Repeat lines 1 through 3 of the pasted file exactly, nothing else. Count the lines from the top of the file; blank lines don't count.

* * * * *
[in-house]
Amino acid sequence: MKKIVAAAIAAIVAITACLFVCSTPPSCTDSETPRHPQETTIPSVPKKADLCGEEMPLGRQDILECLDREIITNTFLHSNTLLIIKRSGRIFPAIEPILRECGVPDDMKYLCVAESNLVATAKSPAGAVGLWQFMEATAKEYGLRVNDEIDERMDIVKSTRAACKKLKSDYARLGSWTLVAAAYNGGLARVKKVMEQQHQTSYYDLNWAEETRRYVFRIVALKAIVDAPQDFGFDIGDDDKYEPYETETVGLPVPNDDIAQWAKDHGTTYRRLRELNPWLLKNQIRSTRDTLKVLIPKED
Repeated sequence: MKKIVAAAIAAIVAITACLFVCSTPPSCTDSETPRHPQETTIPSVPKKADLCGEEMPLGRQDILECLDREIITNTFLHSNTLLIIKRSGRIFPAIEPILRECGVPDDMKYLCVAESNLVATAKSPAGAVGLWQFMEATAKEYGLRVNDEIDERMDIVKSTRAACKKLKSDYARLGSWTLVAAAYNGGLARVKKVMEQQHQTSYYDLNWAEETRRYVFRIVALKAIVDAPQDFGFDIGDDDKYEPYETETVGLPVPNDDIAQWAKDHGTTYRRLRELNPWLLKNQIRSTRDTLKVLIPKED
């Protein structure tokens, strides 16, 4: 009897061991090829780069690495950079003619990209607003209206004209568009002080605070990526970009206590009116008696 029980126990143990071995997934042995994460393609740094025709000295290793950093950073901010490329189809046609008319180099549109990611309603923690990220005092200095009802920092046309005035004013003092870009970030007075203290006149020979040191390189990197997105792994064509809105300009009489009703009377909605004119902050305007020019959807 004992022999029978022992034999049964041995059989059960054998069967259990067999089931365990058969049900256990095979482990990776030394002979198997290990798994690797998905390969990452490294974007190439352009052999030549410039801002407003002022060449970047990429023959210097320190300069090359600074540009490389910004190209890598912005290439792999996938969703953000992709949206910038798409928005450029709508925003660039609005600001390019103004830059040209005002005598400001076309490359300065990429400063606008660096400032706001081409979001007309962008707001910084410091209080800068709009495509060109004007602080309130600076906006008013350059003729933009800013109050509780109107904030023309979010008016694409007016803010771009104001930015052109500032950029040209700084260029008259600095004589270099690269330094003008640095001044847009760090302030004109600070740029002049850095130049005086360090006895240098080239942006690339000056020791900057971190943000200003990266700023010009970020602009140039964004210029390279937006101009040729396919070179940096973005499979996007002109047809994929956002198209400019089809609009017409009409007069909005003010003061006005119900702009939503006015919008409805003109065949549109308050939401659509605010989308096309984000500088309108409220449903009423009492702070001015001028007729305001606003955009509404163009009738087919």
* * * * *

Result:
[in-house]
Amino acid sequence: MKKIVAAAIAAIVAITACLFVCSTPPSCTDSETPRHPQETTIPSVPKKADLCGEEMPLGRQDILECLDREIITNTFLHSNTLLIIKRSGRIFPAIEPILRECGVPDDMKYLCVAESNLVATAKSPAGAVGLWQFMEATAKEYGLRVNDEIDERMDIVKSTRAACKKLKSDYARLGSWTLVAAAYNGGLARVKKVMEQQHQTSYYDLNWAEETRRYVFRIVALKAIVDAPQDFGFDIGDDDKYEPYETETVGLPVPNDDIAQWAKDHGTTYRRLRELNPWLLKNQIRSTRDTLKVLIPKED
Repeated sequence: MKKIVAAAIAAIVAITACLFVCSTPPSCTDSETPRHPQETTIPSVPKKADLCGEEMPLGRQDILECLDREIITNTFLHSNTLLIIKRSGRIFPAIEPILRECGVPDDMKYLCVAESNLVATAKSPAGAVGLWQFMEATAKEYGLRVNDEIDERMDIVKSTRAACKKLKSDYARLGSWTLVAAAYNGGLARVKKVMEQQHQTSYYDLNWAEETRRYVFRIVALKAIVDAPQDFGFDIGDDDKYEPYETETVGLPVPNDDIAQWAKDHGTTYRRLRELNPWLLKNQIRSTRDTLKVLIPKED